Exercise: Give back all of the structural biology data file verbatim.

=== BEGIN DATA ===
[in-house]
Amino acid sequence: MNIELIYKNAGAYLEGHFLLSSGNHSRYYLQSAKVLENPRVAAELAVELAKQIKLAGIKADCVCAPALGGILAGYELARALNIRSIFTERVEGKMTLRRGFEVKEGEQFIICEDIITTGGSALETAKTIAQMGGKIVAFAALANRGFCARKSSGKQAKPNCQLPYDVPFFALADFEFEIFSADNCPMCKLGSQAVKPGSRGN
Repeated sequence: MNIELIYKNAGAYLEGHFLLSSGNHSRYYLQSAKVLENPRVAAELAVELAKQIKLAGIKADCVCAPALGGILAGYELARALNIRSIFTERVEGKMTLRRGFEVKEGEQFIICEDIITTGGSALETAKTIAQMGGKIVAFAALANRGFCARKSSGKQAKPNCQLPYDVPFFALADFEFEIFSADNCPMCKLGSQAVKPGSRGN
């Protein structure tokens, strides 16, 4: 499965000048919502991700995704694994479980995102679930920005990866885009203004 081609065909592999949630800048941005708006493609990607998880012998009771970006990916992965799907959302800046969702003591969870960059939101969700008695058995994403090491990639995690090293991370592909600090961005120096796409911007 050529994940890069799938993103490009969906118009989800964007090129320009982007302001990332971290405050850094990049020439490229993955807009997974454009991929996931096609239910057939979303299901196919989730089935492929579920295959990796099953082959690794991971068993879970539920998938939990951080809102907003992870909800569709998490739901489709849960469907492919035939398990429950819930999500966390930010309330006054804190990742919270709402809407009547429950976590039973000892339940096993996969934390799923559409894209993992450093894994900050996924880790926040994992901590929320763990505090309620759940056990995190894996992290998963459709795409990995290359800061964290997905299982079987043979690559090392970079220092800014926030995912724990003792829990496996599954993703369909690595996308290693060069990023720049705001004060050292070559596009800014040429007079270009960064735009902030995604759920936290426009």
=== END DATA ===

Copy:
[in-house]
Amino acid sequence: MNIELIYKNAGAYLEGHFLLSSGNHSRYYLQSAKVLENPRVAAELAVELAKQIKLAGIKADCVCAPALGGILAGYELARALNIRSIFTERVEGKMTLRRGFEVKEGEQFIICEDIITTGGSALETAKTIAQMGGKIVAFAALANRGFCARKSSGKQAKPNCQLPYDVPFFALADFEFEIFSADNCPMCKLGSQAVKPGSRGN
Repeated sequence: MNIELIYKNAGAYLEGHFLLSSGNHSRYYLQSAKVLENPRVAAELAVELAKQIKLAGIKADCVCAPALGGILAGYELARALNIRSIFTERVEGKMTLRRGFEVKEGEQFIICEDIITTGGSALETAKTIAQMGGKIVAFAALANRGFCARKSSGKQAKPNCQLPYDVPFFALADFEFEIFSADNCPMCKLGSQAVKPGSRGN
């Protein structure tokens, strides 16, 4: 499965000048919502991700995704694994479980995102679930920005990866885009203004 081609065909592999949630800048941005708006493609990607998880012998009771970006990916992965799907959302800046969702003591969870960059939101969700008695058995994403090491990639995690090293991370592909600090961005120096796409911007 050529994940890069799938993103490009969906118009989800964007090129320009982007302001990332971290405050850094990049020439490229993955807009997974454009991929996931096609239910057939979303299901196919989730089935492929579920295959990796099953082959690794991971068993879970539920998938939990951080809102907003992870909800569709998490739901489709849960469907492919035939398990429950819930999500966390930010309330006054804190990742919270709402809407009547429950976590039973000892339940096993996969934390799923559409894209993992450093894994900050996924880790926040994992901590929320763990505090309620759940056990995190894996992290998963459709795409990995290359800061964290997905299982079987043979690559090392970079220092800014926030995912724990003792829990496996599954993703369909690595996308290693060069990023720049705001004060050292070559596009800014040429007079270009960064735009902030995604759920936290426009």